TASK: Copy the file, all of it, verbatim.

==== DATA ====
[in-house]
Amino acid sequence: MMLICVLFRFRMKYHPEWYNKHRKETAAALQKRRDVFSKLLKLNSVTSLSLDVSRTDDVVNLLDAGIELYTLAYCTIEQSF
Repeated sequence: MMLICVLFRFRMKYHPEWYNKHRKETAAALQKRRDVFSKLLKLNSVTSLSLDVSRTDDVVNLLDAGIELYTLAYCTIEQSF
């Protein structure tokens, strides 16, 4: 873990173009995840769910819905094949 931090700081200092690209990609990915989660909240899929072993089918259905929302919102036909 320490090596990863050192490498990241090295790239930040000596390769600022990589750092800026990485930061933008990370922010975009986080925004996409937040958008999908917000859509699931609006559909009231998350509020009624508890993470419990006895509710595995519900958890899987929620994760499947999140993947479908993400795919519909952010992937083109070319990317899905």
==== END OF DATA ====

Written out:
[in-house]
Amino acid sequence: MMLICVLFRFRMKYHPEWYNKHRKETAAALQKRRDVFSKLLKLNSVTSLSLDVSRTDDVVNLLDAGIELYTLAYCTIEQSF
Repeated sequence: MMLICVLFRFRMKYHPEWYNKHRKETAAALQKRRDVFSKLLKLNSVTSLSLDVSRTDDVVNLLDAGIELYTLAYCTIEQSF
């Protein structure tokens, strides 16, 4: 873990173009995840769910819905094949 931090700081200092690209990609990915989660909240899929072993089918259905929302919102036909 320490090596990863050192490498990241090295790239930040000596390769600022990589750092800026990485930061933008990370922010975009986080925004996409937040958008999908917000859509699931609006559909009231998350509020009624508890993470419990006895509710595995519900958890899987929620994760499947999140993947479908993400795919519909952010992937083109070319990317899905």